But usually, those who buy are so interested in the profit margin – that the site or blog usually goes downhill. There a numerous examples of this. Readers can sense the change i n karma and bonding.

    Sometimes, cash strapped bloggers would sell text links or ads to raise cash, but now even that is losing its appeal with the penalties from Google and the pressure to use the NOFOLLOW – thus depriving buyers of the PR juice they sought. And who want to ask readers to contribute???!!

    Perhaps this is a tactic to force bloggers to use AdWords or AdSense??????

    Perhaps before buying a blog, a blogger should be a high profile contributer for a few months and get a sense of bonding with the readership – then make the transition with the original blogger for a few months after that.

  • I think you make a good point here Miss Universe: People who buy a blog for a lot of money usually buy it to make a profit off it. They probably don’t have the same love for the blog as the original owner, else they would probably start their own blog and grow it to the same level.

  • Yes Blogging Fingers is for sale, but that is not a reason to unsubscribe. Surely the new owner deserives a chance to prove themselves.

    For details of the sale see my latest blog post.

  • Blogs are very fickle. Actually, I should say that blog readers are very fickle. I’ve noticed with my own blog that if I don ‘t post for even a few days, the number of hits I get declines sharply!

    If someone sells a blog that is popular, it doesn’t make sense for the buyer to change it in drastic ways. Obviously the blog was popular for a reason, so the buyer should ensure that he/she builds on the previous success, not try to redefine it.

  • I don’t think anyone should sell his/her blog. Blogging on someone else blog and get paid for it, that’s ok. Loosing a paid blogger in future can decrease the profitbility of the blog.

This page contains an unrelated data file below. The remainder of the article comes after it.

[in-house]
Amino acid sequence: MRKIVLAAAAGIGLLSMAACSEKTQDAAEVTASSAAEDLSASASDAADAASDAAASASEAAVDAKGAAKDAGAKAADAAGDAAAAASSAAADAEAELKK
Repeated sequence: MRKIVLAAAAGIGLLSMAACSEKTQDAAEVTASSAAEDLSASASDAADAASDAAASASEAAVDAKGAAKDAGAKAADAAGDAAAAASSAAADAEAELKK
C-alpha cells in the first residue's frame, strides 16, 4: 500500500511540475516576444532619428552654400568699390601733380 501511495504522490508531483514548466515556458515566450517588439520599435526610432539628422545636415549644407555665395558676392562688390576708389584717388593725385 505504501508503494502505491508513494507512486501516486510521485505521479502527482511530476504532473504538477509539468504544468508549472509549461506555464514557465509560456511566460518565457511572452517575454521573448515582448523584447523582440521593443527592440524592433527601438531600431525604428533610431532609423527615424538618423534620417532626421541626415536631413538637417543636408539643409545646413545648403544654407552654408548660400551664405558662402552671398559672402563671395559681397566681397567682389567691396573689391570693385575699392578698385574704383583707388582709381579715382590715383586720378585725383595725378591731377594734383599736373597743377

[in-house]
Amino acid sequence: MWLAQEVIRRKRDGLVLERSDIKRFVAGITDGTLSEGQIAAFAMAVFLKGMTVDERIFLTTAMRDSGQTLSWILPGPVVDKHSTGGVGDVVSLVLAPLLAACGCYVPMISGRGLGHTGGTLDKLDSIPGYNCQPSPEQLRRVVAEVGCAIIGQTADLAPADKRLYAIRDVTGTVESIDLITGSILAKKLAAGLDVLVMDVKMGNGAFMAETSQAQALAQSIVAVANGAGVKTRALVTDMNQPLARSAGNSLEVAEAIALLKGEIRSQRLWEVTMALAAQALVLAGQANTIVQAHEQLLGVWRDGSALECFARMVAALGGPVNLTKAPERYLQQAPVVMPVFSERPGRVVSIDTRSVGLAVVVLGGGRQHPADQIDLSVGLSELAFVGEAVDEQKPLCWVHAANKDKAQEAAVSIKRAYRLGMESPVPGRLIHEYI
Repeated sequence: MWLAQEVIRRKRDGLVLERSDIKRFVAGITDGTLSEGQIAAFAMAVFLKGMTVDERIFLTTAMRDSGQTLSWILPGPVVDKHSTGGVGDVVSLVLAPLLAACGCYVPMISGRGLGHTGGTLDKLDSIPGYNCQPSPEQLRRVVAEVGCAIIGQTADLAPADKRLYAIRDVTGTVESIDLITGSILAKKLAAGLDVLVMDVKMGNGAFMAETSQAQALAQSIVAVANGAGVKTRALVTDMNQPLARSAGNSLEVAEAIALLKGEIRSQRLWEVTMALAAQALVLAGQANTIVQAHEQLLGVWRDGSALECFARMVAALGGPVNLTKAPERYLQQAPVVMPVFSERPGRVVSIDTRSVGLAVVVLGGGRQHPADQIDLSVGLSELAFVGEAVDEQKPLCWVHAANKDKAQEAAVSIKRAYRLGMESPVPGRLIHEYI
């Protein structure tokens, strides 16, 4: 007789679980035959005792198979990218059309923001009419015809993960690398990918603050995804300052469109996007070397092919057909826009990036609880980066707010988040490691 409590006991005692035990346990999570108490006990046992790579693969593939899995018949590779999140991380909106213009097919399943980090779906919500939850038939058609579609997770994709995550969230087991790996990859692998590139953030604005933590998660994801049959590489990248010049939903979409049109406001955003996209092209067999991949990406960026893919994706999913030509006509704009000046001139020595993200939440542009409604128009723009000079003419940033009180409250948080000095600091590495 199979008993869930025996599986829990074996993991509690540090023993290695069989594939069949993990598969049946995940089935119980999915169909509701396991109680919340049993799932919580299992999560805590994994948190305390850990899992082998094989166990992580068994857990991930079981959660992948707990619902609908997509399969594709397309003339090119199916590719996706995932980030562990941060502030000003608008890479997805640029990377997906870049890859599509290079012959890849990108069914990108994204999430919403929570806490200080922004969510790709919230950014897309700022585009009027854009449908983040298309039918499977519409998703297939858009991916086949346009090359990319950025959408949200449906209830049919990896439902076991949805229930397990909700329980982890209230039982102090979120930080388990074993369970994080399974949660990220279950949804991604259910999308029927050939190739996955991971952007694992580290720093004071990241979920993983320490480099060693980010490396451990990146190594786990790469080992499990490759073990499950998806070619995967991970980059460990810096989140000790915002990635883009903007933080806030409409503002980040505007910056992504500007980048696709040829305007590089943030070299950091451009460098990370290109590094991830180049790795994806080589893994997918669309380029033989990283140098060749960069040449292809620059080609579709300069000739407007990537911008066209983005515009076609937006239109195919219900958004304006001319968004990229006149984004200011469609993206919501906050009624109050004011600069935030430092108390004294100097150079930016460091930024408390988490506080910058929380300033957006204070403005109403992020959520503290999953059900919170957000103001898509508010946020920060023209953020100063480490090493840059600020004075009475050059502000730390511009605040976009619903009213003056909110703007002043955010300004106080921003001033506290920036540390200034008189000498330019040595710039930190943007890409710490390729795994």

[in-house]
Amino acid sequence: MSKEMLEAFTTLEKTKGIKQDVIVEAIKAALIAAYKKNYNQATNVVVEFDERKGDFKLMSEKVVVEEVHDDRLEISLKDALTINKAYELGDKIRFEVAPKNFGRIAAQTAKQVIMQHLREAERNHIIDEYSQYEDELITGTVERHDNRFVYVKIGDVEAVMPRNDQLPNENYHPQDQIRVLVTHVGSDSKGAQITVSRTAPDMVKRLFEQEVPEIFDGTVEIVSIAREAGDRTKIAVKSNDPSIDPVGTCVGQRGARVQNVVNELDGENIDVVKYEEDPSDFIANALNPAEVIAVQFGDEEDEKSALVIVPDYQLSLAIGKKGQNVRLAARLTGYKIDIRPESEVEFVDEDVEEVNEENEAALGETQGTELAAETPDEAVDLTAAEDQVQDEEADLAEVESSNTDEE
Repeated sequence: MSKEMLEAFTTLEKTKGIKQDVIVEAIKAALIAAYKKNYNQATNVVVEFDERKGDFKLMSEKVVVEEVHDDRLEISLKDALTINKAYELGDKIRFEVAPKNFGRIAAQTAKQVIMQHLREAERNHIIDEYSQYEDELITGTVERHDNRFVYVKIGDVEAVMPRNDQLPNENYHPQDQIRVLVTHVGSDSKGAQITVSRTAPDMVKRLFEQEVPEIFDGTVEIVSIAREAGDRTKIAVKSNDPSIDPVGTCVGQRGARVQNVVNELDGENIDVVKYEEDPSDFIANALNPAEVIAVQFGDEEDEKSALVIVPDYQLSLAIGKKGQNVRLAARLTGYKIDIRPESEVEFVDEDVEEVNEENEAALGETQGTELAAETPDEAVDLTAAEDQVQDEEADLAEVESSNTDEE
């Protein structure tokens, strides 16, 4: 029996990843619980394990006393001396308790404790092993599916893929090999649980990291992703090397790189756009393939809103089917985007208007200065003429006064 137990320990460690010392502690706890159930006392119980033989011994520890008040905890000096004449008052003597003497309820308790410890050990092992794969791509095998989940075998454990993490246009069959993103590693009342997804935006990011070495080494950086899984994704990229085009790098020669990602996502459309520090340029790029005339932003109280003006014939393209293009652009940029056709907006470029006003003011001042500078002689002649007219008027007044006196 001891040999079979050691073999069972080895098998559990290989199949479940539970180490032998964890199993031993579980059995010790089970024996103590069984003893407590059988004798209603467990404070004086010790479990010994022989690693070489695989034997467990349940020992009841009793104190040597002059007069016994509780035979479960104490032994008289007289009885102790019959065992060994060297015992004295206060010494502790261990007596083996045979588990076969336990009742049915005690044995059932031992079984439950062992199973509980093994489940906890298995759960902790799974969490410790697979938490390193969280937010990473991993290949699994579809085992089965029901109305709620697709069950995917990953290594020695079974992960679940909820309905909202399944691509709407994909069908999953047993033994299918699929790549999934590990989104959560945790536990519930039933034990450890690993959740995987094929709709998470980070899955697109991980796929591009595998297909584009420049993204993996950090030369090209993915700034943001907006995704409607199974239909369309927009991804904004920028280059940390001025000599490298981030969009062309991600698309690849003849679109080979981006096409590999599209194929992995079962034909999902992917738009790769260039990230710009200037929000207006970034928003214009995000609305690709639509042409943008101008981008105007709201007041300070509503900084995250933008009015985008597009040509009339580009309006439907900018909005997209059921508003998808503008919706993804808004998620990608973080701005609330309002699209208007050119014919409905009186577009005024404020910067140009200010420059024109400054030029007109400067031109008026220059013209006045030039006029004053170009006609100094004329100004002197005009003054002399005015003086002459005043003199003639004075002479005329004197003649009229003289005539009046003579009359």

• Excellent article, I wonder after reading this how many bloggers set up blogs to sell, or are thinking of selling theirs now. It could be the next big thing but I doubt it, blogs are hard work to keep going.

  • So, we have reach the era of Blog-Real-Estate now? Hmm… I don’t think it’s a nice idea since a sudden changes will have a great effect on the content presentation.

    Instead, person who would like to sell their blog (blog-seller) need to work on the background to support the new owner to blog and slowly switch over the new owner’s voice before officially switching authority.

    The purpose is to guide his existing readers to adapted to the new voice of the new owner.

  • I have successfully sold two of my blogs. One that I sold has been and still dormant since the sale (April). The other I sold a couple of months ago and it is dead, no website or anything.

    I have no idea why people waste so much money.

  • People go to a blog not because of the writing, but the writer.

  • Thanks for the link up Darren! Did you know the new owner is another Melbournian! They’re taking over! :-)

  • I couldn’t stop my self from requoting these lines from nxe
    “The perception of popularity makes a big difference to the perception of worth”